• Holland, B., Unwin, I.D. & Buss, D.H., 1991. Vegetables, herbs and spices. The fifth supplement to McCance & Widdowson’s The Composition of Foods. 4th Edition. Royal Society of Chemistry, Cambridge, United Kingdom. 163 pp.
• Leung, W.-T.W., Busson, F. & Jardin, C., 1968. Food composition table for use in Africa. FAO, Rome, Italy. 306 pp.
• Messiaen, C.-M., Blancard, D., Rouxel, F. & Lafon, R., 1991. Les maladies des plantes maraîchères. 3rd Edition. INRA, Paris, France. 552 pp.
• Mnzava, N. & Mbewe, J.E., 1997. African traditional vegetables. Selecting dual purpose local pumpkins Cucurbita moschata (Duch. ex Lam.). Report.
• Pamplona-Roger, G.D., 1999. Encyclopaedia of medicinal plants. In: Gelabert, F., Carmona, R. & Gonzalez, P. (Editors). Encyclopaedia of medicinal plants. Volume 2. Graficas Reunidas, Madrid, Spain. 795 pp.
• Paris, H.S., 2000. First two publications by Duchesne of Cucurbita moschata (Cucurbitaceae). Taxon 49: 305–319.
• Sanjur, O.I., Piperno, D.R., Andres, T.C. & Wessel-Beaver, L., 2002. Phylogenetic relationships among domesticated and wild species of Cucurbita (Cucurbitaceae) inferred from a mitochondrial gene: Implications for crop plant evolution and areas of origin. Proceedings of the National Academy of Sciences of the United States of America 99(1): 535–540.
• Sharma, B.R. & Tarsem Lal, 1998. Improvement and cultivation: Cucurbita and Benincasa. In: Nayar, N.M. & More, T.A. (Editors). Cucurbits. Science Publishers Inc., Enfield NH, United States. pp. 155–168.
• Sherf, A.F. & MacNab, A.A., 1986. Vegetable diseases and their control. 2nd Edition. John Wiley & Sons, New York, United States. 728 pp.
• Tindall, H.D., 1983. Vegetables in the tropics. Macmillan Press, London, United Kingdom. 533 pp.
• Whitaker, T.W. & Davis, G.N., 1962. Cucurbits - botany, cultivation and utilization. Leonard Hill, London, United Kingdom. 249 pp.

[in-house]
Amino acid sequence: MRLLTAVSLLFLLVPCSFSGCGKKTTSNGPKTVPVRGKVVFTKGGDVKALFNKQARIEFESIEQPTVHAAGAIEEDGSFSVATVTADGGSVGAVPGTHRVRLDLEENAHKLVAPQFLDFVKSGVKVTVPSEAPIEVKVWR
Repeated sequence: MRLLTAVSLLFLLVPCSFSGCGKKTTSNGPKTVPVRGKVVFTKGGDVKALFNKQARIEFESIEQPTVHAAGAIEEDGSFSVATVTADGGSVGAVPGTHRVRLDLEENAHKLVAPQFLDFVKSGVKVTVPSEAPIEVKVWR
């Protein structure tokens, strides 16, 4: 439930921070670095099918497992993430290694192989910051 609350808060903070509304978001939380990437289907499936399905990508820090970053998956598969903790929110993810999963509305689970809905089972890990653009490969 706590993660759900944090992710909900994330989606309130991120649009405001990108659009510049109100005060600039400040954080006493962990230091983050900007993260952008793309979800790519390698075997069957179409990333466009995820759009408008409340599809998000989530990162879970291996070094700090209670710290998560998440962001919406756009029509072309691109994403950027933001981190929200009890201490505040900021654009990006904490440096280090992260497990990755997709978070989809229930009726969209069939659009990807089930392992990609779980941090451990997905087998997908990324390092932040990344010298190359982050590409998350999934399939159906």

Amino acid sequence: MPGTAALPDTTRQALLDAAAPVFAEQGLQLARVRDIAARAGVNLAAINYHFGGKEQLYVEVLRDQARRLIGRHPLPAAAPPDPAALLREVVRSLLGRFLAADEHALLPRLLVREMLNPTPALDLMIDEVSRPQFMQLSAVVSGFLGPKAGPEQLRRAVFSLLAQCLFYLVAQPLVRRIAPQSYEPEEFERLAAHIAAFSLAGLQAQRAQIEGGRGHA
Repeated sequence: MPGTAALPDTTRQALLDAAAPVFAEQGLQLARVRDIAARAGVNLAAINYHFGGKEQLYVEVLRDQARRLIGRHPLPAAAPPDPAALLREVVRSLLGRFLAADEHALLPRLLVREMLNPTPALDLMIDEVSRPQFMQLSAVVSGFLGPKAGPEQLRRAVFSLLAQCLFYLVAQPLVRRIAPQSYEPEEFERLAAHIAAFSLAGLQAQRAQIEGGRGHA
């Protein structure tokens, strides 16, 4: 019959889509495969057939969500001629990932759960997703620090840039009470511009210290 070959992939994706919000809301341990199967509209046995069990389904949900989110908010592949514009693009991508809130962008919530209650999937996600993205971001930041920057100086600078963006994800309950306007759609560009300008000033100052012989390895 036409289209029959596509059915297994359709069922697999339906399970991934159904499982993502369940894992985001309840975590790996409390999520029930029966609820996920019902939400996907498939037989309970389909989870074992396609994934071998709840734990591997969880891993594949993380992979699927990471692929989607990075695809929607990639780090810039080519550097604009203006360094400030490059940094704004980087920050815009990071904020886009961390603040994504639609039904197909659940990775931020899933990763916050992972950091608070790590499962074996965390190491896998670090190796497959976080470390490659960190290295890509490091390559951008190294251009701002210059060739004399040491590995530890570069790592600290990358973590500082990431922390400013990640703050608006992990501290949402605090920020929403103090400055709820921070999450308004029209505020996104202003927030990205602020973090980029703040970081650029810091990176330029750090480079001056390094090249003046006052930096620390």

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Afriref references  
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Sources of illustration  
 • Purseglove, J.W., 1968. Tropical Crops. Dicotyledons. Longman, London, United Kingdom. 719 pp.
• Stevels, J.M.C., 1990. Légumes traditionnels du Cameroun: une étude agrobotanique. Wageningen Agricultural University Papers 90–1. Wageningen Agricultural University, Wageningen, Netherlands. 262 pp.
• Vaughan, J.G. & Geissler, C.A., 1997. The new Oxford book of food plants. Oxford University Press, Oxford, United Kingdom. 239 pp.
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G.J.H. Grubben
Boeckweijdt Consult, Prins Hendriklaan 24, 1401 AT Bussum, Netherlands
F. Chigumira Ngwerume
Horticultural Research Centre, P.O. Box 810, Marondera, Zimbabwe

G.J.H. Grubben
Boeckweijdt Consult, Prins Hendriklaan 24, 1401 AT Bussum, Netherlands
O.A. Denton
National Horticultural Research Institute, P.M.B. 5432, Idi-Ishin, Ibadan, Nigeria
Associate editors  
C.-M. Messiaen
Bat. B 3, Résidence La Guirlande, 75, rue de Fontcarrade, 34070 Montpellier, France
R.R. Schippers
De Boeier 7, 3742 GD Baarn, Netherlands
General editors  
R.H.M.J. Lemmens
PROTA Network Office Europe, Wageningen University, P.O. Box 341, 6700 AH Wageningen, Netherlands
L.P.A. Oyen
PROTA Network Office Europe, Wageningen University, P.O. Box 341, 6700 AH Wageningen, Netherlands
Photo editor  
E. Boer
PROTA Network Office Europe, Wageningen University, P.O. Box 341, 6700 AH Wageningen, Netherlands
Correct citation of this article  
 Grubben, G.J.H. & Chigumira Ngwerume, F., 2004. Cucurbita moschata Duchesne. [Internet] Record from PROTA4U. Grubben, G.J.H. & Denton, O.A. (Editors). PROTA (Plant Resources of Tropical Africa / Ressources végétales de l’Afrique tropicale), Wageningen, Netherlands. <>. Accessed .

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General importance
Geographic coverage Africa
Geographic coverage World
Cereals and pulses
Ornamental use
Forage/feed use
Fruit use
Medicinal use
Vegetable oil use
Food security

Cucurbita moschata

Cucurbita moschata
1, stem fragment with female flower; 2, male flower in longitudinal section; 3, fruit (‘Butternut’); 4, young fruit. Redrawn and adapted by Achmad Satiri Nurhaman

Cucurbita moschata
young fruit

Cucurbita moschata
fruiting plant habit and opened fruit

Cucurbita moschata
fruits on the market

Cucurbita moschata
flowering and fruiting plant

Cucurbita moschata
flowering plant for seed production in Cameroon

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Zapallo para alimentacion animal.

el proceso de identificación de genotipos de zapallo Cucurbita moschata Duch. con alta materia seca en el futo, para la industria de ...